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forced upon him by a loud and organized agitation. The repeal of the Corn Laws, the repeal of the Catholic disabilities - the two acts by which he will be remembered were not chosen by him, but exacted from him; the world around him clamored for them. But no future statesman can hope to have such an advantage. The age in which Peel lived was an age of destruction; the measures by which he will be remembered were abolitions. We have now reached the term of the destructive period. We cannot abolish all our laws; we have few remaining with which educated men find fault. The questions which remain are questions of construction : how the lower classes are to be admitted to a share of political power without absorbing the whole power; how the natural union of church and state is to be adapted to an age of divided religious opinion, and to the necessary conditions of a parliamentary government. These and such as these are the future topics of our home policy; and on these the voice of the nation will never be very distinct, — destruction is easy, construction is very difficult.

A statesman who will hereafter learn what our real public opinion is, will not have to regard loud agitators, but to disregard them; will not have to yield to a loud voice, but to listen for a still small voice ;* will have to seek for the opinion which is treasured in secret rather than for that which is noised abroad. If Mr. Gladstone will accept the conditions of his age; if he will guide himself by the mature, settled, and cultured reflection of his time, and not by its loud and noisy organs; if he will look for that which is thought, rather than for that which is said, - he may leave a great name, be useful to his country, may steady and balance his own mind: but if not, not. The coherent efficiency of his career will depend on the guide which he takes, the index which he obeys, the daiuov + which he consults.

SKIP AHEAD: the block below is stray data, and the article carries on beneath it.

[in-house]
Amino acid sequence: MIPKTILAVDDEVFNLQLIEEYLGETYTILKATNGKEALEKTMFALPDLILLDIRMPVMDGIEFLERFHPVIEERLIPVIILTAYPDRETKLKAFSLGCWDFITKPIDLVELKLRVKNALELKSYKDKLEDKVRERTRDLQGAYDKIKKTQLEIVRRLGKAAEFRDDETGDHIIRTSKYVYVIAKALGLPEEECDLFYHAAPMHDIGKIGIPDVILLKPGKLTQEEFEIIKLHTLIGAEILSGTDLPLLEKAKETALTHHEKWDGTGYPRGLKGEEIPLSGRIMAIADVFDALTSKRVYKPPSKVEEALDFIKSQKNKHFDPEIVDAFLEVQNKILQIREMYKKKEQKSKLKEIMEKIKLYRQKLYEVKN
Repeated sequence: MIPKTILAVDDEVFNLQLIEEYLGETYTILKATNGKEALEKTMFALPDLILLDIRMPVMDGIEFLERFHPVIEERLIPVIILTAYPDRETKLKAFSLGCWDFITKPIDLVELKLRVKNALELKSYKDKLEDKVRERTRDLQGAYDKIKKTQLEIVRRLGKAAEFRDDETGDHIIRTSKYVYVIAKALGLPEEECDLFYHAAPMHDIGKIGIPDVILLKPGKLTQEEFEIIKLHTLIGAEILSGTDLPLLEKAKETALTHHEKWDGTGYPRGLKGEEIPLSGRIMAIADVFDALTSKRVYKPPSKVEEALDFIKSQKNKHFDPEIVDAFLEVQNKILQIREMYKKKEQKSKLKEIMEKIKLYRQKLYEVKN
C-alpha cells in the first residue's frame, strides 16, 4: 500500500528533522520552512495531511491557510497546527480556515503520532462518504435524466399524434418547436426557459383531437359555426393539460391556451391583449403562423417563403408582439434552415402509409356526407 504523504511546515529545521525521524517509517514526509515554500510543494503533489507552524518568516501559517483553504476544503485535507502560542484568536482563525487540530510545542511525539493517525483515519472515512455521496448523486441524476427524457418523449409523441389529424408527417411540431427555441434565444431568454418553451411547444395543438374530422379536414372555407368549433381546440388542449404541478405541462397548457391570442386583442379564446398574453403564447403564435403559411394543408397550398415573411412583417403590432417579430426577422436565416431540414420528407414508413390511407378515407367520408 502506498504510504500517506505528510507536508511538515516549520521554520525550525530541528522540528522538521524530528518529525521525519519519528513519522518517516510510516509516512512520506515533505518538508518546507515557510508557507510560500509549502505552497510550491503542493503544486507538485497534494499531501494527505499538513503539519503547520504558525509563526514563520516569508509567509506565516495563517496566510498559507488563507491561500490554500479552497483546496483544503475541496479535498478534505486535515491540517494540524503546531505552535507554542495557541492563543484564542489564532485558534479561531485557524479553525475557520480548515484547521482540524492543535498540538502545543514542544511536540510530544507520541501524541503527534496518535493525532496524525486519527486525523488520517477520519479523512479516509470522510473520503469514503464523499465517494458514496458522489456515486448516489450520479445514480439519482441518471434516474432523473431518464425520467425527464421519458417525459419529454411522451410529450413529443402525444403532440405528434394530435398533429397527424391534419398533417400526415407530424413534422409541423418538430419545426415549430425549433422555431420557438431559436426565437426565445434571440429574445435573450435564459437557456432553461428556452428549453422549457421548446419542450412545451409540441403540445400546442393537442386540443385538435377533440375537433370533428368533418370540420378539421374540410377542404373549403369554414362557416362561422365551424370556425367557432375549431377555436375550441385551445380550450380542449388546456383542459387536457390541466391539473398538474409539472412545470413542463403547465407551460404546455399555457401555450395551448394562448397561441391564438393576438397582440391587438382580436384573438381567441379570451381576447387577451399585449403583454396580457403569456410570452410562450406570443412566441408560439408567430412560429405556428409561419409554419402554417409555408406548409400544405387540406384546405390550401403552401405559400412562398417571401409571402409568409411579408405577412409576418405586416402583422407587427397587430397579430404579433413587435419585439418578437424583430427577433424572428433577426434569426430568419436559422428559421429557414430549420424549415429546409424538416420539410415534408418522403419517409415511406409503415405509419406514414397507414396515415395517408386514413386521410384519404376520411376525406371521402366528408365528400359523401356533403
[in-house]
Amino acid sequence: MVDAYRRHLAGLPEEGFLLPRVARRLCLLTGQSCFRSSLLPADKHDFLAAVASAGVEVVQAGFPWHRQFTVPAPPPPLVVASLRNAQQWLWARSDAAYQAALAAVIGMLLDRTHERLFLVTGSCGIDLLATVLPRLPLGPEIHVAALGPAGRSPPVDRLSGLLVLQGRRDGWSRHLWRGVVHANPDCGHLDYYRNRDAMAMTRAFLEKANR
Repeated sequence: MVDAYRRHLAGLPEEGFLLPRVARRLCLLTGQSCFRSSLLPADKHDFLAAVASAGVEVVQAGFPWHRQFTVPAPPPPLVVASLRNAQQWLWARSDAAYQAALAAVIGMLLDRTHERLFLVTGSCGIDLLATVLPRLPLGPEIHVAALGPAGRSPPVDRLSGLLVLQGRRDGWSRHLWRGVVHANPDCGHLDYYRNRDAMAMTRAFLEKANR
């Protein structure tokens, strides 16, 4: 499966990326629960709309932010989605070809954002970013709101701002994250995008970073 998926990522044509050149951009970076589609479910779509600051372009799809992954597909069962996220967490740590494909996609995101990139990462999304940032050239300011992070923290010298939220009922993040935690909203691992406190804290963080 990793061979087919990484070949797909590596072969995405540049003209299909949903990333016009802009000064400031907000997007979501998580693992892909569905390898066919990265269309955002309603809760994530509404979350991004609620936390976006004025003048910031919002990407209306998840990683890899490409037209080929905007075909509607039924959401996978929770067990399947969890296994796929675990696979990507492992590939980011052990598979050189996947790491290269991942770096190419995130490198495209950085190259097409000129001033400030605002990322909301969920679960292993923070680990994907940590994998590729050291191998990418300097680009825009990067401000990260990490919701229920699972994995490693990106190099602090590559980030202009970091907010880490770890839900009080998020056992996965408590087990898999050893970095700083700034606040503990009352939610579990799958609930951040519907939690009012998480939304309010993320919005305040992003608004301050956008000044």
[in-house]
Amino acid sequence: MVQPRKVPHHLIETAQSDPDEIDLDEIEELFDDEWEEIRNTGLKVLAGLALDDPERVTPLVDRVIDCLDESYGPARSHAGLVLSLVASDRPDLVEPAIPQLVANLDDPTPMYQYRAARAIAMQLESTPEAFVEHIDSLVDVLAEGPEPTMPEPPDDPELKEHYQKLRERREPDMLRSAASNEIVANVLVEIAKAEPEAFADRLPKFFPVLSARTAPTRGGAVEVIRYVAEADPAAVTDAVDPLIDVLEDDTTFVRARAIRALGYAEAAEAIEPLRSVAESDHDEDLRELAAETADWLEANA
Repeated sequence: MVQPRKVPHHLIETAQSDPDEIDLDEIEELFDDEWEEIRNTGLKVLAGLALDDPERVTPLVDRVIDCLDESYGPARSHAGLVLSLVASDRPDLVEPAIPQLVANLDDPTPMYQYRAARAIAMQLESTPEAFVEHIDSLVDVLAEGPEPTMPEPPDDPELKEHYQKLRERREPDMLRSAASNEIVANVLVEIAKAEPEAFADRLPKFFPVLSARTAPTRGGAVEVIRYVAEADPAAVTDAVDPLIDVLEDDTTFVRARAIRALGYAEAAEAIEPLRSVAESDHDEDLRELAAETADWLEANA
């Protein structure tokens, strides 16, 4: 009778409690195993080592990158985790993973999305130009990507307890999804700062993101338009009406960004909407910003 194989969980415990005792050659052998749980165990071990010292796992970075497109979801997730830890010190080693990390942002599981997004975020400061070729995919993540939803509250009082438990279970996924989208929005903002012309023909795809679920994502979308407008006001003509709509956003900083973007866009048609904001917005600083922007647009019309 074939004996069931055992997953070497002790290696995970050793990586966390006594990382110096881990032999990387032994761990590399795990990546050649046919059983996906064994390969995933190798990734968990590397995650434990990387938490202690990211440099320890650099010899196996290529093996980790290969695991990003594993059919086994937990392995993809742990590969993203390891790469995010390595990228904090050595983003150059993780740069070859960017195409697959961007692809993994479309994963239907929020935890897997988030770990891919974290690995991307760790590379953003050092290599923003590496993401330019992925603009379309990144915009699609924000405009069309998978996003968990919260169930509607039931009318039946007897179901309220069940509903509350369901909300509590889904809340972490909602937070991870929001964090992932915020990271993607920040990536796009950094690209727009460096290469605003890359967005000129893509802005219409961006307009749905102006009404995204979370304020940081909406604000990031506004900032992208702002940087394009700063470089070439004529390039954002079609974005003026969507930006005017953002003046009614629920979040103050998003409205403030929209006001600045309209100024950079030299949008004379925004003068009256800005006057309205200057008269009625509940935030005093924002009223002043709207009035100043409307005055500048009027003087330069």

*1 Kings xix. 12. + The "guiding spirit” on which Socrates professed to rely. – ED.

There are two topics which are especially critical : Mr. Gladstone must not object to war because it is war, or to expenditure because it is expenditure. Upon these two points Mr. Gladstone has shown a tendency - not, we hope, an uncontrollable tendency, but still a tendency - to differ from the best opinion of the age. He has been unfortunately placed: his humane and Christian feelings are opposed to war; he has a financial ideal which has been distorted, if not destroyed, by a growing expenditure. But war is often necessary; finance is not an end, money is but a means. A statesman who would lead his age must learn its duties. It may be that the defense of England, the military defense, is one of our duties : if so, we must not sit down to count the cost; if so, it is not the age for arithmetic; if so, it is for our statesmen – it is especially for Mr. Gladstone, who is the most splendidly gifted amongst them - to sacrifice cherished hopes, to forego treasured schemes, to put out of their thoughts the pleasant duties of a pacific time, to face the barbarism of war, to vanquish the instinctive shrinkings of a delicate mind.